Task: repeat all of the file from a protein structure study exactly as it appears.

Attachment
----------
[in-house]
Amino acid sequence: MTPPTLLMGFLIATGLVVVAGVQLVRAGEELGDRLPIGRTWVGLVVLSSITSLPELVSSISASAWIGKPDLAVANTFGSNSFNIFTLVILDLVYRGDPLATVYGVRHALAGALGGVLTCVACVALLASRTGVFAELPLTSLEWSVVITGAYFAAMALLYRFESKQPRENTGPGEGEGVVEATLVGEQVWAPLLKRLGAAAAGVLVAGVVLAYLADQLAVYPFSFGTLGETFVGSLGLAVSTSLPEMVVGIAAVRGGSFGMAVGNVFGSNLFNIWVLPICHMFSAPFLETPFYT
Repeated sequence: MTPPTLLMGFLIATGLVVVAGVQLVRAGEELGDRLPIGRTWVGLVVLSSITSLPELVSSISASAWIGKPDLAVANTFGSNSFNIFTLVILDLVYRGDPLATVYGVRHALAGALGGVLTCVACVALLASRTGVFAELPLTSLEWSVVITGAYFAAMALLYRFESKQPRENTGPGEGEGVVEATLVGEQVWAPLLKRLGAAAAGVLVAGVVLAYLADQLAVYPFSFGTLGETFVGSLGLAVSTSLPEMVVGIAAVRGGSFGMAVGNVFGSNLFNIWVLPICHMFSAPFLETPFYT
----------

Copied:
[in-house]
Amino acid sequence: MTPPTLLMGFLIATGLVVVAGVQLVRAGEELGDRLPIGRTWVGLVVLSSITSLPELVSSISASAWIGKPDLAVANTFGSNSFNIFTLVILDLVYRGDPLATVYGVRHALAGALGGVLTCVACVALLASRTGVFAELPLTSLEWSVVITGAYFAAMALLYRFESKQPRENTGPGEGEGVVEATLVGEQVWAPLLKRLGAAAAGVLVAGVVLAYLADQLAVYPFSFGTLGETFVGSLGLAVSTSLPEMVVGIAAVRGGSFGMAVGNVFGSNLFNIWVLPICHMFSAPFLETPFYT
Repeated sequence: MTPPTLLMGFLIATGLVVVAGVQLVRAGEELGDRLPIGRTWVGLVVLSSITSLPELVSSISASAWIGKPDLAVANTFGSNSFNIFTLVILDLVYRGDPLATVYGVRHALAGALGGVLTCVACVALLASRTGVFAELPLTSLEWSVVITGAYFAAMALLYRFESKQPRENTGPGEGEGVVEATLVGEQVWAPLLKRLGAAAAGVLVAGVVLAYLADQLAVYPFSFGTLGETFVGSLGLAVSTSLPEMVVGIAAVRGGSFGMAVGNVFGSNLFNIWVLPICHMFSAPFLETPFYT